The penalty of death came to Adam and Eve as the wages of sin. The effects of “the fall” came upon all their posterity. Thus it is written, “As in Adam all die,” but it is added, “so in Christ shall all be made alive.” The death pronounced upon Adam meant the same as it means to his descendants. It was the returning to dust of that which came from the dust. Therefore, when the man Adam was no more, the great Michael still lived, and was the greater for the experiences through which he had passed, in mortality. He left nothing on earth but that which came from the earth, and even that belongs to him through the atonement of Christ, who is “the resurrection and the life,” and who will bring forth from the graves every one who, in this world, has obtained a material body and breathed the breath of life. Adam will then, with Eve at his side, stand at the head “of a multitude quickened and raised from the dead.” “Thousand thousands will minister unto him, ten thousand times ten thousand will stand before him,” while he who was the Son of Man will also appear in his presence, and there will be “given him dominion, and glory and a kingdom, that all people, nations and languages shall serve Him; his dominion is an everlasting dominion, which shall not pass away, and his kingdom that which shall not be destroyed.”—Dan. vii: 14.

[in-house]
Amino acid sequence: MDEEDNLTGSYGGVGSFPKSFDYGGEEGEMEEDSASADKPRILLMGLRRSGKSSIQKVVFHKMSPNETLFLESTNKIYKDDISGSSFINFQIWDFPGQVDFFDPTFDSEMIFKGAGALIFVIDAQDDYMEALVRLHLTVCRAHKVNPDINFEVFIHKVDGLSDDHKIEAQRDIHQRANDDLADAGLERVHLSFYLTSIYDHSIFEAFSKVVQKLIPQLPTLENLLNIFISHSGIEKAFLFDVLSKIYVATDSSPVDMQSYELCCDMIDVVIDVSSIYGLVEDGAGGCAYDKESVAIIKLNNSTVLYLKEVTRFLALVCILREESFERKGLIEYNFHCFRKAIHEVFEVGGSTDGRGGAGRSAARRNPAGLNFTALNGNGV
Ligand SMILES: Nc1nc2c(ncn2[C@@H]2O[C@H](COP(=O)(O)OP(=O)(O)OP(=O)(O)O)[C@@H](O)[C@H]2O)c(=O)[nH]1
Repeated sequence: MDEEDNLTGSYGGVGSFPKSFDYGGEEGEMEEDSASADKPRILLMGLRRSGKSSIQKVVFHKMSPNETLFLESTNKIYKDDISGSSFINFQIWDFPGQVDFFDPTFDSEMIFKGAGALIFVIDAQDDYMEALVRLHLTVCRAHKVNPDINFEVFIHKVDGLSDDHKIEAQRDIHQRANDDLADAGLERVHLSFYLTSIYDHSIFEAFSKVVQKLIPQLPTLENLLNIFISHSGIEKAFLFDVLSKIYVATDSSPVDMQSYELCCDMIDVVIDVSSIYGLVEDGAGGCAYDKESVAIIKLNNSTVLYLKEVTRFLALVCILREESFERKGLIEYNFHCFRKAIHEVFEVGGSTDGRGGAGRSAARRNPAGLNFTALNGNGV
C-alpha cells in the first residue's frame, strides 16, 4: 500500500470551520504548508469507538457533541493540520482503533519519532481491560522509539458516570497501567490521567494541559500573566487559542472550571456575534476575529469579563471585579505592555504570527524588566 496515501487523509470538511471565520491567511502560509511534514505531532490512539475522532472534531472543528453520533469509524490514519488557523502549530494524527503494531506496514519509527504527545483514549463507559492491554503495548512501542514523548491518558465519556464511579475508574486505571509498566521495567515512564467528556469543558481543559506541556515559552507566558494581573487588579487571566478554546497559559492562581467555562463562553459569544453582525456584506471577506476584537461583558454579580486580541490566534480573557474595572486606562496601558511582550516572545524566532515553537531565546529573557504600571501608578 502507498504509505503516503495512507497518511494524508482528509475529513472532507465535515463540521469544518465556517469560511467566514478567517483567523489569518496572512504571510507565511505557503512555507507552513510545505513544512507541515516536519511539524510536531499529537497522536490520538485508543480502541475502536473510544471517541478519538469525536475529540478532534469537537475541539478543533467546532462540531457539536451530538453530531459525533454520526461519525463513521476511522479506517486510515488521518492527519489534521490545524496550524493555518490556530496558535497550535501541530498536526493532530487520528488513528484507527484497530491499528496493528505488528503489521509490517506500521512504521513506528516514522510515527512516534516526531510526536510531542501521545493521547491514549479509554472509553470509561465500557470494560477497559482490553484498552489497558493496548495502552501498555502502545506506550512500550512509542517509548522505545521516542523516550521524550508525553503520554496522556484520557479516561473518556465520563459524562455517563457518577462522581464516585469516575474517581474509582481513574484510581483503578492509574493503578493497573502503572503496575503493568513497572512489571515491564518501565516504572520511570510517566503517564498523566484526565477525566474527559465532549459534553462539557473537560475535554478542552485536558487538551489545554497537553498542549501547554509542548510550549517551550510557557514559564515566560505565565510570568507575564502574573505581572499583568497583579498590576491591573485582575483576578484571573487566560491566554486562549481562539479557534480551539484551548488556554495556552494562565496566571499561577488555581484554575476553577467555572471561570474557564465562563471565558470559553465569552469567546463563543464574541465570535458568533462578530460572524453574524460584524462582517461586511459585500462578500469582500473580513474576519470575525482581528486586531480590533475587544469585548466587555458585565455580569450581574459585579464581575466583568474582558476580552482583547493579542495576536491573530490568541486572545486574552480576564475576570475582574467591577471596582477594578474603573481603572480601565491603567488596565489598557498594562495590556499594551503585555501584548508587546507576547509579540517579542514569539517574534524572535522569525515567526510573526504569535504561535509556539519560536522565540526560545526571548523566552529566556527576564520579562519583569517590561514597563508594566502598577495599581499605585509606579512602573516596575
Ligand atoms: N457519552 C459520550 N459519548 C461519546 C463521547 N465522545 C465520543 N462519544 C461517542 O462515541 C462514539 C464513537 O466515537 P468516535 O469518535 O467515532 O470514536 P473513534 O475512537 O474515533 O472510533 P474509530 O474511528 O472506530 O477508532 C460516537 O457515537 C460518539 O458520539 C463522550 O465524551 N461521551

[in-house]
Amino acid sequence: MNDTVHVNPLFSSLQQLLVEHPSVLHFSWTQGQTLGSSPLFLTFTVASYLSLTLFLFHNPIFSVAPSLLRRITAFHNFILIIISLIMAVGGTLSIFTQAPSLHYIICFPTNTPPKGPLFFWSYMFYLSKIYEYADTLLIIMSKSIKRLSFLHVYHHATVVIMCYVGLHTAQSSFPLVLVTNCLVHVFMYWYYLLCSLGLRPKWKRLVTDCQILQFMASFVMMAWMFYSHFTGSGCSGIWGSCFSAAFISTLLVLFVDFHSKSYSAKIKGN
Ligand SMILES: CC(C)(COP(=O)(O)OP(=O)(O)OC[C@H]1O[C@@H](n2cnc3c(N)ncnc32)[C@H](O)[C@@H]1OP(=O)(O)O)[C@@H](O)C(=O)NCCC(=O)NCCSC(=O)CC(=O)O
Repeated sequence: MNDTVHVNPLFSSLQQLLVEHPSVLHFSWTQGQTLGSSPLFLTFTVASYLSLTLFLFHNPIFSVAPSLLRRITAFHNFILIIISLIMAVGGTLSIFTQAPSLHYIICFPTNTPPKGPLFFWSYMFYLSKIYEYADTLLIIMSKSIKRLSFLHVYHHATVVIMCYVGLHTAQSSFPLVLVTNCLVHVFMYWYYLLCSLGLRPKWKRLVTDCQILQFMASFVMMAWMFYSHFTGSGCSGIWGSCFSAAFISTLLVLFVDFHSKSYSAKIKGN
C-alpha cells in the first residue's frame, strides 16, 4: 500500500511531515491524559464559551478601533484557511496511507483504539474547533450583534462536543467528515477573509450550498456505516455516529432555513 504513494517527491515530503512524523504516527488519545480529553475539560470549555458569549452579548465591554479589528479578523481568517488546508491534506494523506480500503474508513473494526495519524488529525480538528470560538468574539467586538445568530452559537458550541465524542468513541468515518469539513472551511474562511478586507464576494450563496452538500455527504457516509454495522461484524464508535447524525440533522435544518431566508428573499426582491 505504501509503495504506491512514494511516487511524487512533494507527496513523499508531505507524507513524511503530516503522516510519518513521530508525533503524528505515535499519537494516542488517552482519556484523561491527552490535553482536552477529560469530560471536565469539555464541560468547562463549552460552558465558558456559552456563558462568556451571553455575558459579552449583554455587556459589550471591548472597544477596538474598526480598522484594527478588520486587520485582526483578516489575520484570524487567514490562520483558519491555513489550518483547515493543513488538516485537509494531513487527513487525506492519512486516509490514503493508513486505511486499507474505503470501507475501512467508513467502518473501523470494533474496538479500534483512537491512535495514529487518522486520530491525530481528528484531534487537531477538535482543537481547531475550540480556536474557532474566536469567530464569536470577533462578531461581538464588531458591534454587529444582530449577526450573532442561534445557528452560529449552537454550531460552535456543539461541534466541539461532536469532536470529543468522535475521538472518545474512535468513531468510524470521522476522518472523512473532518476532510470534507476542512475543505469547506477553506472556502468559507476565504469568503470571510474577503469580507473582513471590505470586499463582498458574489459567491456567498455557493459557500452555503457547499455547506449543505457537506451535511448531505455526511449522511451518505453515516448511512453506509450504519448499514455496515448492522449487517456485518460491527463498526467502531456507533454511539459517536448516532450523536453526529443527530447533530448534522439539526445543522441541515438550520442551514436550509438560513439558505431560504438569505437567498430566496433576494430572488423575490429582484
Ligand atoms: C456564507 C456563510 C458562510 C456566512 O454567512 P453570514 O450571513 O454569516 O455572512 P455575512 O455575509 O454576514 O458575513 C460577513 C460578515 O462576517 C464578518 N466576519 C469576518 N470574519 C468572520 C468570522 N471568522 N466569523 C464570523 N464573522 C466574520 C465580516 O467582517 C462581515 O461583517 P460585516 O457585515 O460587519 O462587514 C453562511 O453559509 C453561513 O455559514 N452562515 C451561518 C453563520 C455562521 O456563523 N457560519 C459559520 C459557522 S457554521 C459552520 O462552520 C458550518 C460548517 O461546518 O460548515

It will be argued, doubtless, by persons who do not understand, that the death which was to be the penalty upon our first parents for breaking the commandment as to the forbidden fruit, could not be that which is called “the temporal death,” because the word was, “in the day that thou eatest thereof thou shalt surely die,” and Adam did not die until he was nine hundred and thirty years of age. But modern revelation explains this, by showing that the “day” spoken of was one of the Lord’s days, measured by the diurnal revolution of the great planet nearest to the throne of God, which takes a thousand of our years. Thus Adam and all the patriarchs in the early generations died within the limit of “one day with the Lord.” The spiritual death, which also followed disobedience, was “banishment from the presence of the Lord.” Redemption from both the spiritual and the temporal death comes through the atonement of our Lord and Savior Jesus Christ.

The important position occupied by that Being who stands at the head of the human race, ought to be recognized by all his posterity. It was on the principle of the patriarchal order, in which the father is the priest and chief of the family, and will hold that place to all eternity, that President Young proclaimed the supremacy of that person who is our Father and our God, because of our personal relationship to him. Michael who, in his earthly career was Adam, was one of the three exalted persons who engaged in the formation of this globe. Elohim, Jehovah and Michael were associated in that mighty work. When God spake “in the beginning,” he gave direction to other divine persons and said, “Let US do thus and so,” and they obeyed him and acted in harmony with Him. The Eternal Elohim directed both Michael and Jehovah, and the heavenly hosts obeyed them. When Adam was formed “out of the dust of the earth,” he worshiped the great Elohim, the Eternal Father of us all. So do we. Our prayers are offered to that Almighty Being who is “God over all, blessed forever.”